Starting your own company requires confidence, but radical vulnerability can help you develop an authentic brand.
“I think I’m really bad at working for other people,” I said to my mother a few weeks ago. She laughed and looked at me incredulously. “How are you just figuring that out?” she responded.
I thought back to my long and varied work history and the moments of the greatest suffering—the cringeworthy corporate branding and design decisions at a startup, the personality conflicts with a particularly self-righteous (and clueless) boss, the time I had been lectured that my wardrobe was too fashion-forward for the office. I have always been hard-working but obstinate, and much to the chagrin of my employers, I’ve never excelled at hiding my disdain or irritation.
At the same time, I’ve always placed myself in the double bind of getting sh*t done behind the scenes. I prided myself on being hard-working and not craving the spotlight, the eternal grunt who got the job done. But when I look back at my grunt experiences that fit the narrative I’d been telling myself my whole life, I often felt under-acknowledged and unappreciated. The painful truth is that I was afraid to put myself out there, to really take full responsibility for the success or failure of something that I didn’t create and I didn’t have the audacity to create something myself.
Enter cancer. Cancer was a game changer in many ways and one of the biggest changes was the impact it had on my professional path. I read a book called “Daring Greatly” by Brene Brown. Brown is a research sociologist who found that the people who expressed the greatest life satisfaction shared a common trait—their ability to be vulnerable around issues of personal shame. Brown’s book was a catalyst to share my story of cancer and loss, and the series of artworks and writings that came out of this process led me down a long and windy path of book publication for my first book, “Wakeful Night.”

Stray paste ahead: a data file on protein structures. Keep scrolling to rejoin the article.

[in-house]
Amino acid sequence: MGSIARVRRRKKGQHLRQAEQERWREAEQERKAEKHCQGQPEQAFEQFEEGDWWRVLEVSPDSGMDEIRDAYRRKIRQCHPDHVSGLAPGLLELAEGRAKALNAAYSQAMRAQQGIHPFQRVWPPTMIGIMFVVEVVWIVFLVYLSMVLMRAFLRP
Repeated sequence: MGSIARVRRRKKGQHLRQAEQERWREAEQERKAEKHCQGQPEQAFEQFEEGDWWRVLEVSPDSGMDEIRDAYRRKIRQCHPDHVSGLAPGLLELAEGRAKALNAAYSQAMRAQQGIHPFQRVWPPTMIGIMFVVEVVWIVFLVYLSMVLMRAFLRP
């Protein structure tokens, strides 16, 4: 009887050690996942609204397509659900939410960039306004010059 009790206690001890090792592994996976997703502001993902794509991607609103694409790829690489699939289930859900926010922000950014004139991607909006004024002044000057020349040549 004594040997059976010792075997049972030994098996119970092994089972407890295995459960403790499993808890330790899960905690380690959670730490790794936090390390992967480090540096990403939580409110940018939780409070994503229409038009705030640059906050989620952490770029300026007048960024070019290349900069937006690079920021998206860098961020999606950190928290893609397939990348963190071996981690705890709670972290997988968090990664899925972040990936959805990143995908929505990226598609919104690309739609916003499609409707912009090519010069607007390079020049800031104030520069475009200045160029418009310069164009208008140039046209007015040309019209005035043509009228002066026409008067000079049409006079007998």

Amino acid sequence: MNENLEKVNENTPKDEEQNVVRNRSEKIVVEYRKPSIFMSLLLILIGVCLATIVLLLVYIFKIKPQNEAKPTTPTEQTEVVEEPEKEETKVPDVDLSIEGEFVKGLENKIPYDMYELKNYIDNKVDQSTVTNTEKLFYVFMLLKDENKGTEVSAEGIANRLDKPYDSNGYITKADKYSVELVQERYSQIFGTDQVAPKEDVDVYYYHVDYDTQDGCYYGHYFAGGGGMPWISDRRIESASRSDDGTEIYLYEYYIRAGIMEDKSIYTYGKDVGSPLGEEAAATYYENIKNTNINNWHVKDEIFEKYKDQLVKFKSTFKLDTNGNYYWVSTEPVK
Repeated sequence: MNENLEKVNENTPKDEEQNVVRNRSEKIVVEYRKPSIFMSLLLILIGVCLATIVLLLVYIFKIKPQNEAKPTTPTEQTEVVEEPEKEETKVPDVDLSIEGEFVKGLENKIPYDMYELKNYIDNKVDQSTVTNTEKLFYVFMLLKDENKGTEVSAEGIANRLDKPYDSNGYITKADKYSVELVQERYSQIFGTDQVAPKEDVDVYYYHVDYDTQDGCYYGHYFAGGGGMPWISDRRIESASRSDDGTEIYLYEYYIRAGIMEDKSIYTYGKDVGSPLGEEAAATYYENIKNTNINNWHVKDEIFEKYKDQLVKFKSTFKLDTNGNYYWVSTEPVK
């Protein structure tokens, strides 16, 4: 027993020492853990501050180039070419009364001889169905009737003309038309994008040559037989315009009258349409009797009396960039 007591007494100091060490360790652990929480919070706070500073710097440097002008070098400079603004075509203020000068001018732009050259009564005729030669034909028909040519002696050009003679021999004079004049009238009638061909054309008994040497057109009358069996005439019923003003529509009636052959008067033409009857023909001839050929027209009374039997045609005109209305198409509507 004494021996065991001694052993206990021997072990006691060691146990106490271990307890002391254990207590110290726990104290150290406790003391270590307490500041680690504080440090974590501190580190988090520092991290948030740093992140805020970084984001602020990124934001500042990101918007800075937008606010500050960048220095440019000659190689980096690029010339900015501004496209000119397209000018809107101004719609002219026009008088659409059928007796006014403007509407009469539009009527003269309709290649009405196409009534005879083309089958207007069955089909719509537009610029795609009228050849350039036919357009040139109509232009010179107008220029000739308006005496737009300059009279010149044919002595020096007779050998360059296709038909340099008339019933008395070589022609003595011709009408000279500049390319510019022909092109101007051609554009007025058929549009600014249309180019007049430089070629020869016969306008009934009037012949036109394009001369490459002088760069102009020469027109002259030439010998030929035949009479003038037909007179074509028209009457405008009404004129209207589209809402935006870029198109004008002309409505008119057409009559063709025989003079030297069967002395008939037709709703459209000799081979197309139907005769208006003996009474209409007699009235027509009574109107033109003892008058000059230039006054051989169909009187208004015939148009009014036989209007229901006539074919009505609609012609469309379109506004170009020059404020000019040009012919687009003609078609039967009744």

With the introspection that accompanied my diagnosis and the difficult and painful process of sharing my story through a newfound creative practice, I realized that I had spent so much of my work life avoiding vulnerability. Writing a book and being honest about loss was the beginning of my path as an entrepreneur—it was the first time that I really turned deep within to examine the professional choices I had made. Something amazing happens when you lay it all out on the table: you stop caring so much about what other people think.
When I built Cosmic View, the cannabis company I started with my mom last year, I intuitively knew that we had to embody the brand. In fact, it was all I knew. This is us. This is our story. This is why we care about what we are doing. It was an exercise in radical vulnerability, compassion and empathy. It was uncomfortable announcing to strangers that I had recently survived cancer or trying to convince buyers why my cancer researcher mother was particularly qualified to make our medicinal formulations (you’d be really surprised how difficult it is to impress cannabis buyers). Our success over our first year of legalization wasn’t about having the best marketing material (we have zero marketing budget) or industry relationships (nope, didn’t have those either). I believe it was because we chose authenticity over the sheen of a glamorous, curated narrative.
Cancer gave me a choice, and I think Brown captures it perfectly. “You either walk inside your story and own it or you stand outside your story and hustle for your worthiness.” For the first time in my life, I crawled inside of my own story and I hustled for that truth. And in my case, living my truth meant stepping into the spotlight. I’m still the grunt—but I am the grunt for my own cause and creation, and therein lies the magic of being an entrepreneur.